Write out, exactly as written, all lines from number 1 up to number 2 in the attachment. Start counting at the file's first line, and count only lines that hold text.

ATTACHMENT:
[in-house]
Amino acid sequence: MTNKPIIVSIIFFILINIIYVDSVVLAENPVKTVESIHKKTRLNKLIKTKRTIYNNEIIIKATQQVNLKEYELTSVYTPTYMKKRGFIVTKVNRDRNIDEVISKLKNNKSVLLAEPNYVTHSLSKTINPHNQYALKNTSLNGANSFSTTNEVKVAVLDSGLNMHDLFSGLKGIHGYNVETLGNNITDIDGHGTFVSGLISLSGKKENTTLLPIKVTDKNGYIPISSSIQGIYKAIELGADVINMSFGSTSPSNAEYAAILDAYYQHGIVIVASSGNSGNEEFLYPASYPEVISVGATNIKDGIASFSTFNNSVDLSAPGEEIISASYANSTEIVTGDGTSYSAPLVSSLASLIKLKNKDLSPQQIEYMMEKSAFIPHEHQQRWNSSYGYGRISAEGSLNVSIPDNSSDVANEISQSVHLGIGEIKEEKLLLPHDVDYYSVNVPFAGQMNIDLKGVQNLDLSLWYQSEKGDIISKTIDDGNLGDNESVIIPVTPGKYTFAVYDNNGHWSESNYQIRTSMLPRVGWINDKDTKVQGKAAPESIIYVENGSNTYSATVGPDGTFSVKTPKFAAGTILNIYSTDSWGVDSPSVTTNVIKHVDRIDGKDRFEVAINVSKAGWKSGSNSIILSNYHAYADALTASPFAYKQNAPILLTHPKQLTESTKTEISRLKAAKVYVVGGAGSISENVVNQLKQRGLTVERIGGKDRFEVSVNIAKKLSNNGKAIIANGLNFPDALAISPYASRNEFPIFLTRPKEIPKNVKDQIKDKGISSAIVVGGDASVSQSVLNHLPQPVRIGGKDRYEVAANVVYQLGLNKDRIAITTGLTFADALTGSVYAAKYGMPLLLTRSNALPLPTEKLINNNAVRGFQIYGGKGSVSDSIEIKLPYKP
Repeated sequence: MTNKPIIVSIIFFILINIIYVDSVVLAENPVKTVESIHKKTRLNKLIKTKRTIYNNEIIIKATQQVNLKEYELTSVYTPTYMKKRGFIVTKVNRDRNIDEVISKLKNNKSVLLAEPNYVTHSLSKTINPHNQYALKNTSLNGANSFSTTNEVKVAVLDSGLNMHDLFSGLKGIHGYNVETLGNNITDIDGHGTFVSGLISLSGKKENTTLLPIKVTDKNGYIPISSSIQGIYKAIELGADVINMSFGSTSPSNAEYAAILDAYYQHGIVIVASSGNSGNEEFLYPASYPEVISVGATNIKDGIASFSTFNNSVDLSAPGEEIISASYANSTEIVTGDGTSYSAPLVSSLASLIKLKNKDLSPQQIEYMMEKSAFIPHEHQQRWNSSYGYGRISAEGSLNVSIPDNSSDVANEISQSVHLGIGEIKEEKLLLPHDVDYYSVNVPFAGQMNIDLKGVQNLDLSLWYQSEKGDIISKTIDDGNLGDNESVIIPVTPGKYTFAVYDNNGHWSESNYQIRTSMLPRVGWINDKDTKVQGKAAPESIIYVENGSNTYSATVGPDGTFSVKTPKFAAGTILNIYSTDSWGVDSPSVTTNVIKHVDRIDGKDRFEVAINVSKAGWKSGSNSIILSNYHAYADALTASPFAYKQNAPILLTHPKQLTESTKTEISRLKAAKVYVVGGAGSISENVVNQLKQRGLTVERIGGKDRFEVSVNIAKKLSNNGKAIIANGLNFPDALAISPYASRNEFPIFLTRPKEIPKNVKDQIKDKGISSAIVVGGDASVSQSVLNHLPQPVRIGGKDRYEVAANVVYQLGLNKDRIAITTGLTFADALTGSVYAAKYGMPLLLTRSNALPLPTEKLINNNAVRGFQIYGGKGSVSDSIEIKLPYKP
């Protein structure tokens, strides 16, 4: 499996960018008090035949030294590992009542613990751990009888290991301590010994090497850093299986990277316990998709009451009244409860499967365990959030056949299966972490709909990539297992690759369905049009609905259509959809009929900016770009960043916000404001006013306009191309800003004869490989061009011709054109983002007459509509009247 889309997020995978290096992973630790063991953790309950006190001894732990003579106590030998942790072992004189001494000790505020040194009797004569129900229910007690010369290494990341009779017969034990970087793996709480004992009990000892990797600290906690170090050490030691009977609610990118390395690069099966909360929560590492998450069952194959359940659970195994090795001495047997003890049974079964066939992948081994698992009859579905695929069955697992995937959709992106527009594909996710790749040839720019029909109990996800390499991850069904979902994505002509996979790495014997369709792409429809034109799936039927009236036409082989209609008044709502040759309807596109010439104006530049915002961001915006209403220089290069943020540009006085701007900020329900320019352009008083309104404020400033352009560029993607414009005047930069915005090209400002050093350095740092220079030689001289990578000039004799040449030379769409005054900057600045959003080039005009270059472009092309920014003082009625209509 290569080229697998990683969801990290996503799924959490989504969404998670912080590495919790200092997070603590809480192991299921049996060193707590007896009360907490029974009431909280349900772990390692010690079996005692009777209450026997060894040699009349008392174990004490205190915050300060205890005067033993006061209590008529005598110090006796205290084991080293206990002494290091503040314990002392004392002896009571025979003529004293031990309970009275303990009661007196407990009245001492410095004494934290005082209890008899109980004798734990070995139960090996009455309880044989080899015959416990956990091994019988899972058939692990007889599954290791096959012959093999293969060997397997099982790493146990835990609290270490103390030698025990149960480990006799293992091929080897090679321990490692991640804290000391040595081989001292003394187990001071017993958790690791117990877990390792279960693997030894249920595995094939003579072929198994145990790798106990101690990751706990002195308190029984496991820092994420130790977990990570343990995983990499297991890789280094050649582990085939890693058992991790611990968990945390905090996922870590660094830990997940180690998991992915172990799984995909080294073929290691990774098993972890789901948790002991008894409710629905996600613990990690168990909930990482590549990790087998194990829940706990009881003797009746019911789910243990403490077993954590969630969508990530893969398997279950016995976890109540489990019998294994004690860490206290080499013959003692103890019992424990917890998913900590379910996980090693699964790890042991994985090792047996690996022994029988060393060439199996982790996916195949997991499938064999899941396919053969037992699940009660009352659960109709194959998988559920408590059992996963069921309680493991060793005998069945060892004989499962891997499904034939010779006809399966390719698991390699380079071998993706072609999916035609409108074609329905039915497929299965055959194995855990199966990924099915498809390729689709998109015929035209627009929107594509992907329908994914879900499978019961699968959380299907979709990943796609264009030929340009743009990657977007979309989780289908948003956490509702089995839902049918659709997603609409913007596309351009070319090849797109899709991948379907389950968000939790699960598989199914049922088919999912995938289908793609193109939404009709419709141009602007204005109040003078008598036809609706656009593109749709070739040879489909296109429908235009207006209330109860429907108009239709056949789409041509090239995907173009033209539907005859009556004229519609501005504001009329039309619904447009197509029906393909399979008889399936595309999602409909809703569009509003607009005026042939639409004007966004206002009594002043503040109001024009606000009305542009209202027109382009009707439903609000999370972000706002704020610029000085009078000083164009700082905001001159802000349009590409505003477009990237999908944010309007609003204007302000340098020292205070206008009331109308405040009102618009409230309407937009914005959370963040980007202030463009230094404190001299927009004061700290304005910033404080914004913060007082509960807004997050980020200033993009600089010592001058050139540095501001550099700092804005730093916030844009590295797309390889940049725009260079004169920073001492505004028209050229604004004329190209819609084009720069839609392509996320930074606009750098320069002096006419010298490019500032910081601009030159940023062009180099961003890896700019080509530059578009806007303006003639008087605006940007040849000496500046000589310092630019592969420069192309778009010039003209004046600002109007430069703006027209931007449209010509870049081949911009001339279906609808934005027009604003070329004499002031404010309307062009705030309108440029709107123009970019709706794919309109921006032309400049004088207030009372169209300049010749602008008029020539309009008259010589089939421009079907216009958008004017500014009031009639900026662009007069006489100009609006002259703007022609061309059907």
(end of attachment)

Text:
[in-house]
Amino acid sequence: MTNKPIIVSIIFFILINIIYVDSVVLAENPVKTVESIHKKTRLNKLIKTKRTIYNNEIIIKATQQVNLKEYELTSVYTPTYMKKRGFIVTKVNRDRNIDEVISKLKNNKSVLLAEPNYVTHSLSKTINPHNQYALKNTSLNGANSFSTTNEVKVAVLDSGLNMHDLFSGLKGIHGYNVETLGNNITDIDGHGTFVSGLISLSGKKENTTLLPIKVTDKNGYIPISSSIQGIYKAIELGADVINMSFGSTSPSNAEYAAILDAYYQHGIVIVASSGNSGNEEFLYPASYPEVISVGATNIKDGIASFSTFNNSVDLSAPGEEIISASYANSTEIVTGDGTSYSAPLVSSLASLIKLKNKDLSPQQIEYMMEKSAFIPHEHQQRWNSSYGYGRISAEGSLNVSIPDNSSDVANEISQSVHLGIGEIKEEKLLLPHDVDYYSVNVPFAGQMNIDLKGVQNLDLSLWYQSEKGDIISKTIDDGNLGDNESVIIPVTPGKYTFAVYDNNGHWSESNYQIRTSMLPRVGWINDKDTKVQGKAAPESIIYVENGSNTYSATVGPDGTFSVKTPKFAAGTILNIYSTDSWGVDSPSVTTNVIKHVDRIDGKDRFEVAINVSKAGWKSGSNSIILSNYHAYADALTASPFAYKQNAPILLTHPKQLTESTKTEISRLKAAKVYVVGGAGSISENVVNQLKQRGLTVERIGGKDRFEVSVNIAKKLSNNGKAIIANGLNFPDALAISPYASRNEFPIFLTRPKEIPKNVKDQIKDKGISSAIVVGGDASVSQSVLNHLPQPVRIGGKDRYEVAANVVYQLGLNKDRIAITTGLTFADALTGSVYAAKYGMPLLLTRSNALPLPTEKLINNNAVRGFQIYGGKGSVSDSIEIKLPYKP